Tuesday, December 04, 2007

Bryan 'fesses up ...

... Time to Cry.

I found myself crying at the end of A.S. Byatt's Possession. I can also remember crying a the end of Robert Louis Stevenson's Travels with a Donkey - which I read when I was a teenager. I cry at movies, too. What man could see Lonely Are the Brave and not be moved to tears at the end?

My colleague Carrie Rickey had a relevant blog post of her own about this recently: Tell Me Why You Cry.


  1. Anonymous4:10 PM

    I'm sorry but this mania for revealing that one cries is stomach turning. I take a shit regularly. It seems unlikely that it should be of any interest to anyone.

  2. Well, because that is how you feel, it doesn't follow that that is how everyone feels. Thanks for sharing.

  3. Anonymous6:31 PM

    I know my reaction is a bit crude, but to clarify a little; I have of couurse no problem with the natural and profound reaction to some moving stimulus by crying. The telling of others of this crying, however, I find personally hard to equate with anything but a cheapening of deeply personal moments...this casting of our most personal moments into the anonymous public arena as if they were things of nothing and public property. Granted that's my personal feeling, but it seems a lack of respect towards our own selves.

  4. Well, Timothy, I thought Bryan's posts were to a certain extent tongue-in-cheek rather than really heart-on-sleeve. I actually share your view to a large extent and, God Knows, there are those who use their emotions in all sorts of exploitative ways. But I also think it's useful to challenge the cliche that all men are emotionally constipated. It is interesting how, in the old epics - the Iliad, for instance, or The Song of Roland - the tough guy heroes are also very emotionally open. Then there's the further question of genuine sentiment versus mere sentimentality. The best definition I've heard of sentimentality is "an emotional response to a situation out of proportion to what is called for." What are you thoughts?

  5. Anonymous7:33 PM

    Much common ground, but in terms of the Iliad, and their emotional, psychological nakedness: the outpouring of emotions should lead to a healthy, untraumatised soul. I'd qualify this though with the idea that I doubt Achilles and Odysseus would tell each other, "You know, I had a really good cry earlier over such and such" to parody a little.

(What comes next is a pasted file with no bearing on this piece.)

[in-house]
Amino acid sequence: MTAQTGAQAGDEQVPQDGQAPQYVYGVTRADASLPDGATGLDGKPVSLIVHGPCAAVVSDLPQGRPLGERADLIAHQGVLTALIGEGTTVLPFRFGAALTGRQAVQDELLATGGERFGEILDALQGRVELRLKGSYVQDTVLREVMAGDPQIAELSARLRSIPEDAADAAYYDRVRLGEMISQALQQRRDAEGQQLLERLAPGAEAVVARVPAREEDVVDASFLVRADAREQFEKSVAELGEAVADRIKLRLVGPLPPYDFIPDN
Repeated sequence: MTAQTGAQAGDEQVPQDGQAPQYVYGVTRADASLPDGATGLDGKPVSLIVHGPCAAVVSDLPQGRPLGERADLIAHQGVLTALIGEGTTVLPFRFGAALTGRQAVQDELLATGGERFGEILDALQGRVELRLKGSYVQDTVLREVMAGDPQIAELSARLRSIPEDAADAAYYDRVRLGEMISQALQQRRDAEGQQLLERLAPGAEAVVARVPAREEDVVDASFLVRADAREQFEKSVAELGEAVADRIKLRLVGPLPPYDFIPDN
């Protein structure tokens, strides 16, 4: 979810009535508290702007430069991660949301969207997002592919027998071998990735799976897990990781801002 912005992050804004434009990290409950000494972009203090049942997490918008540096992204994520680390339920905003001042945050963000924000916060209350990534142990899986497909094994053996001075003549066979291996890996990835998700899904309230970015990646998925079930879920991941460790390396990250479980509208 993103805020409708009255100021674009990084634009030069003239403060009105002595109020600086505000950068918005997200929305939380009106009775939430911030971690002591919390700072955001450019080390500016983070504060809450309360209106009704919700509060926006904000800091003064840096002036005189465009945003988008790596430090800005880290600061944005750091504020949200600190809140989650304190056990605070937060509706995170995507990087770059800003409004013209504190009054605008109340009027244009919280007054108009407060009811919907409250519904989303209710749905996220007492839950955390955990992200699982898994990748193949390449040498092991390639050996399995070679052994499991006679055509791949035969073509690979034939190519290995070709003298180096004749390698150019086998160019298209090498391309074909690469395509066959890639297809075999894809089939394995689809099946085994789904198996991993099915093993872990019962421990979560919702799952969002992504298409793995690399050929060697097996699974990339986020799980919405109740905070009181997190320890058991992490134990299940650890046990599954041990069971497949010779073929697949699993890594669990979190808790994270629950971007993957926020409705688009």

There's an interesting idea too about energy. There's your constipation notion where the unreleased energy turns against oneself, but there's something subtly but very deeply different- and no doubt, not appealing to the idiot materialists amongst us- that by telling others of such crying that we are giving away something powerful. I'm only struggling with this idea as I write so apologies. That we gain a short-term comfort of the group experience, our ties with the group is strengthened and we remain well-adjusted but not so much profound individual beings. There's a certain type though who experiences the depths of life all the more, but through a deeper faith allows these depths to work on his inner being in time & silence. Perhaps the typical introvert artist figure who is misunderstood in his reservedness or apparent cynicism, for example John Lennon comes to mind, but who then releases such intense, beautiful personal art as Julia about his dead mother, for the very reason that he has not given away his depths in return for comfortable well-adjustment, not to imply that this is anything like a conscious process.

  6. I have to say I find the idea of Achilles telling someone he had a good cry over something priceless. But I think you also touch on something important: There may be times when it's a good idea to let your feelings out, but you should also take care not to squander them. I am not myself known for displays of emotion. And while I may cry at a film, one reason I feel easy doing that is that it is dark in the theater. The same with crying over something I have read: reading tends to be done in private. In any public situation I prefer to keep my emotions properly in check. And, as you suggest re Lennon, one good reason for that is that they are there when you need them for something - like a song or a poem or a story - in which you wish to express something that has emotional depth.